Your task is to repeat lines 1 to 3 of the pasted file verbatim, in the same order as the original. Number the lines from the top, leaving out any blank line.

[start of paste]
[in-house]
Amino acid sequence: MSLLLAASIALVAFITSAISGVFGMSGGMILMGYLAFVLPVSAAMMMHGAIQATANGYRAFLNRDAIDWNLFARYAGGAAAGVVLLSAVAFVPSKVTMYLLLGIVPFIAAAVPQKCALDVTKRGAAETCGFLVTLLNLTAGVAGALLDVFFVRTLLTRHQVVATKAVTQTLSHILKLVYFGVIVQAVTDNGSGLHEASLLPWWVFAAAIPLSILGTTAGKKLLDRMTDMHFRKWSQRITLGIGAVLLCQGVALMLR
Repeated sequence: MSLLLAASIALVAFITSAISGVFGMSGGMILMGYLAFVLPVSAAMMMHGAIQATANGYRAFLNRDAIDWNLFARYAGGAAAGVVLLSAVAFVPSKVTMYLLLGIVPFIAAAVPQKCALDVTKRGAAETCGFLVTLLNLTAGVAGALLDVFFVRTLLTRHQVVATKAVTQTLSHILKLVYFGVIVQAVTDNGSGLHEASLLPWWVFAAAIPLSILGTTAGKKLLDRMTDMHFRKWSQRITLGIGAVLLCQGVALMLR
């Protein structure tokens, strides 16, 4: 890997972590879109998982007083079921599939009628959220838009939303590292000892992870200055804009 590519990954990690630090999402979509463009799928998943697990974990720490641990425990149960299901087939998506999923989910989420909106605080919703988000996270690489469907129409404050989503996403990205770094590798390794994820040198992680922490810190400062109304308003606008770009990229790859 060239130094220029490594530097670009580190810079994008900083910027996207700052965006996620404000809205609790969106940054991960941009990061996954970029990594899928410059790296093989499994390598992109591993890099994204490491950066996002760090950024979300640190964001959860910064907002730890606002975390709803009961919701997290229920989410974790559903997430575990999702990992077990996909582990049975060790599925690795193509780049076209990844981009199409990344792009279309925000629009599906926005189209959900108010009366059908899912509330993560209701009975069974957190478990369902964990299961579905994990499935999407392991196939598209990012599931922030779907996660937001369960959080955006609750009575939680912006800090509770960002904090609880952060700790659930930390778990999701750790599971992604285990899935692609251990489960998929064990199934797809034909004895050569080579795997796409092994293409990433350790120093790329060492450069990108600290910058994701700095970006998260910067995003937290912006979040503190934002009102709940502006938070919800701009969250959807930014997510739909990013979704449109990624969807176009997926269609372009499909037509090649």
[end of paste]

[in-house]
Amino acid sequence: MSLLLAASIALVAFITSAISGVFGMSGGMILMGYLAFVLPVSAAMMMHGAIQATANGYRAFLNRDAIDWNLFARYAGGAAAGVVLLSAVAFVPSKVTMYLLLGIVPFIAAAVPQKCALDVTKRGAAETCGFLVTLLNLTAGVAGALLDVFFVRTLLTRHQVVATKAVTQTLSHILKLVYFGVIVQAVTDNGSGLHEASLLPWWVFAAAIPLSILGTTAGKKLLDRMTDMHFRKWSQRITLGIGAVLLCQGVALMLR
Repeated sequence: MSLLLAASIALVAFITSAISGVFGMSGGMILMGYLAFVLPVSAAMMMHGAIQATANGYRAFLNRDAIDWNLFARYAGGAAAGVVLLSAVAFVPSKVTMYLLLGIVPFIAAAVPQKCALDVTKRGAAETCGFLVTLLNLTAGVAGALLDVFFVRTLLTRHQVVATKAVTQTLSHILKLVYFGVIVQAVTDNGSGLHEASLLPWWVFAAAIPLSILGTTAGKKLLDRMTDMHFRKWSQRITLGIGAVLLCQGVALMLR